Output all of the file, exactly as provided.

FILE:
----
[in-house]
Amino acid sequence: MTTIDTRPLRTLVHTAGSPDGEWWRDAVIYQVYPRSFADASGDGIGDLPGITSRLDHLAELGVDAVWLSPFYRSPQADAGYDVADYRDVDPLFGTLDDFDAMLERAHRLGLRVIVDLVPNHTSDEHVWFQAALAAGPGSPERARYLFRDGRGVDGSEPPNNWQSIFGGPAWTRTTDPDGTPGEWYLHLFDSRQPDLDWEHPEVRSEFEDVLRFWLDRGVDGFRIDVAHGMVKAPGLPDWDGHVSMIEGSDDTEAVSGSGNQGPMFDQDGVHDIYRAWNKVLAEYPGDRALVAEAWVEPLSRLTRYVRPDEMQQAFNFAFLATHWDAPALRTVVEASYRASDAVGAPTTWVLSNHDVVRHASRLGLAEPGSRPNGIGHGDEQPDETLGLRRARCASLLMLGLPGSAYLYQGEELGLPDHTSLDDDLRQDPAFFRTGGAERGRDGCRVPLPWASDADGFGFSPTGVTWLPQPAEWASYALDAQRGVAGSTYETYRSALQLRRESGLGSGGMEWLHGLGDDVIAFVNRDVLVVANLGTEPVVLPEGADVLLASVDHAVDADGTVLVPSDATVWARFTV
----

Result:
[in-house]
Amino acid sequence: MTTIDTRPLRTLVHTAGSPDGEWWRDAVIYQVYPRSFADASGDGIGDLPGITSRLDHLAELGVDAVWLSPFYRSPQADAGYDVADYRDVDPLFGTLDDFDAMLERAHRLGLRVIVDLVPNHTSDEHVWFQAALAAGPGSPERARYLFRDGRGVDGSEPPNNWQSIFGGPAWTRTTDPDGTPGEWYLHLFDSRQPDLDWEHPEVRSEFEDVLRFWLDRGVDGFRIDVAHGMVKAPGLPDWDGHVSMIEGSDDTEAVSGSGNQGPMFDQDGVHDIYRAWNKVLAEYPGDRALVAEAWVEPLSRLTRYVRPDEMQQAFNFAFLATHWDAPALRTVVEASYRASDAVGAPTTWVLSNHDVVRHASRLGLAEPGSRPNGIGHGDEQPDETLGLRRARCASLLMLGLPGSAYLYQGEELGLPDHTSLDDDLRQDPAFFRTGGAERGRDGCRVPLPWASDADGFGFSPTGVTWLPQPAEWASYALDAQRGVAGSTYETYRSALQLRRESGLGSGGMEWLHGLGDDVIAFVNRDVLVVANLGTEPVVLPEGADVLLASVDHAVDADGTVLVPSDATVWARFTV